Retail turnover data have been adjusted for changes in the shopping-day pattern. Retail sales tend to vary from one day to the next. If the shopping-day pattern is not taken into account, retail turnover in March 2019 was 1.1 percent higher than in the same month last year.
|*excluding petrol stations and pharmacies|
Turnover growth non-food sector almost 3 percent up
Turnover in the non-food sector was up by 2.6 percent in March year-on-year. The volume of sales (adjusted for price changes) increased by 1.9 percent.
Shops selling DIY products, kitchens and flooring, shops selling shoes and leather products and shops selling furniture and household articles achieved the highest turnover growth in March. Turnover of shops selling recreational goods, shops selling consumer electronics and shops selling personal care products also increased. Turnover generated by clothes shops was virtually the same as in March 2018.
Over 4 percent turnover growth for food sector
Shops selling food, beverages and tobacco achieved 4.1 percent more turnover than in March 2018. The volume of sales increased by 3.2 percent. Supermarkets saw turnover growth, while specialist shops saw their turnover decline. The volume of sales by supermarkets grew, while the volume of sales by specialist shops declined year-on-year.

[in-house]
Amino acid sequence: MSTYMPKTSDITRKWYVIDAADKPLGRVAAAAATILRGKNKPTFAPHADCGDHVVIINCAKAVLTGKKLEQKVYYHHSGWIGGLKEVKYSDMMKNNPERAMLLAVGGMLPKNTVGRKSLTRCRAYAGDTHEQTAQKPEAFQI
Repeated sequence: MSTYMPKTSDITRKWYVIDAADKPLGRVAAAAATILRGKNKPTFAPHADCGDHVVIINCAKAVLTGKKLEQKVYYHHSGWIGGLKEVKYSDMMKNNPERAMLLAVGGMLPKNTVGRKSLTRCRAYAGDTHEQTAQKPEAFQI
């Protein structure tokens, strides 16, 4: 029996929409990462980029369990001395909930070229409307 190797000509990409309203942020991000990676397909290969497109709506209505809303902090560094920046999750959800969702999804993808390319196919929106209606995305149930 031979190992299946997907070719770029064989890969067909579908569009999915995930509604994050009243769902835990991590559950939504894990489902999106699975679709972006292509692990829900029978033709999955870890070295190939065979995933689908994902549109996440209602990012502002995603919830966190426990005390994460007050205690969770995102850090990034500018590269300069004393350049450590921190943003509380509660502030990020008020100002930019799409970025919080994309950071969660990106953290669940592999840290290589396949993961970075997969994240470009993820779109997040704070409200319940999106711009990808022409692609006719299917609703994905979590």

|February 2019||March 2019|
|DIY products, kitchens, floors||9.6||7.8|
|Shoes and leather products||5.8||6|
|Furniture and household articles||6.6||5.1|
|Personal care products||1.9||0.7|
|* excluding petrol stations and pharmacies|
Online shops realise almost 17 percent turnover growth
In March, online shops saw their turnover go up by 16.7 percent. Web shops recorded a turnover increase of 13.7 percent; their core activity is selling goods and services over the Internet. Multi-channel retailers (retailers selling goods and services over the Internet as a side activity) achieved 21.6 percent higher turnover in online sales.